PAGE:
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The Electronic Telegraph Duke of Norfolk's XI v India, Match Report
Christopher Martin-Jenkins - 5 May 1996

Tendulkar's hundred generates some heat

Indians (173-1) bt Duke of Norfolk's XI (168-9) by 9 wkts

The Arundel Castle Cricket Club was as welcoming as ever for the traditional first high-profile game of the touring team to England. The exception on the hospitality front was the weather: it was cold and soon after lunch it rained, but that only gave the many schoolboys another chance to play their own matches on the wide green outfield, and a display of flowing strokeplay by Sachin Tendulkar combined with some pale evening sunshine sent everyone home happy.

The morning, too, had been fresh and beautiful, the bluebells out beneath the woods and the hawthorn vividly white along the lanes that lead to the South Downs. These matches usually attract some expatriates to Sussex to give the touring team some early support but yesterday, after the excited din of the World Cup, the overwhelming impression of any Indians coming here for the first time must have been one of old-fashioned silence.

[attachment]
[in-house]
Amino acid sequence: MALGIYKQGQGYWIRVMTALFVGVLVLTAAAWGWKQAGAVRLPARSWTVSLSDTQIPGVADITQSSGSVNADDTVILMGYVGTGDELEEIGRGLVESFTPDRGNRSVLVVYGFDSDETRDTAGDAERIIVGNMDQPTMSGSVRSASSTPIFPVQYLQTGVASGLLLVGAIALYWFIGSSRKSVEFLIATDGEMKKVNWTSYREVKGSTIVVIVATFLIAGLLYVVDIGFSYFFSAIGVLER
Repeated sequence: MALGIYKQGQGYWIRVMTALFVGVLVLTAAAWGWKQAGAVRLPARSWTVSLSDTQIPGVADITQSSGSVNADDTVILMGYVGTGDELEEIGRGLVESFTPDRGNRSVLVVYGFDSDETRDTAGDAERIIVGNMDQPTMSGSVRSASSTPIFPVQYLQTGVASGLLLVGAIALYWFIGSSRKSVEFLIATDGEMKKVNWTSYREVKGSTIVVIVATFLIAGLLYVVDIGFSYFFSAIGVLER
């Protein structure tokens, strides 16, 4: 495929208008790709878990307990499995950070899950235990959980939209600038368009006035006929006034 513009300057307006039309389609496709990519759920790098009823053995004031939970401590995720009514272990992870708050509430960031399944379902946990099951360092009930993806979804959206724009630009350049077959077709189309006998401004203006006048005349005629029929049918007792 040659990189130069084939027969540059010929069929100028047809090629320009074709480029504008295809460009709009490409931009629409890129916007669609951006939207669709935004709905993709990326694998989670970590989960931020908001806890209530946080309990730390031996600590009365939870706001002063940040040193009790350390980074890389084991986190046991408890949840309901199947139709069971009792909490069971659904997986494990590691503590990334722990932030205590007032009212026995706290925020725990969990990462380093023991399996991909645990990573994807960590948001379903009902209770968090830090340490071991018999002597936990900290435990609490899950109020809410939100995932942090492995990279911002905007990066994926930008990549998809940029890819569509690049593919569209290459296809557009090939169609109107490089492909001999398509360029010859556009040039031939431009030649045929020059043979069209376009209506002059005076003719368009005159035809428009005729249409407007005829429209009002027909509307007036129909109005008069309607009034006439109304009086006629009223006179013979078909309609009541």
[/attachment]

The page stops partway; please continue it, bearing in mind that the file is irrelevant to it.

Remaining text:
Until Tendulkar and the quick-footed Navjot Singh Sidhu combined to make the 168 for nine managed by the Duke of Norfolk's XI, all was gentle murmur and quiet applause. Twenty-two in five balls by Tendulkar off John Childs, however, including two wonderfulstraight-driven sixes, was batting of a quality to bring the most staid spectator to life.

There was a crowd in excess of 3,000, the wisest well wrapped up, and the first phase of the cricket was competitive, with Robin Smith keen to remind the selectors that he is as ambitious as ever. He made his point; up to a point. All were reminded of Tendulkar's genius, his hundred coming from 97 balls.

Sussex play Hampshire here in July but there will be many matches in between, the home side playing in future under the Earl of Arundel, the Duke's son, who has succeeded the late Duchess as president of a thriving club. And it will get warmer.

Source: The Electronic Telegraph
Editorial comments can be sent to The Electronic Telegraph at et@telegraph.co.uk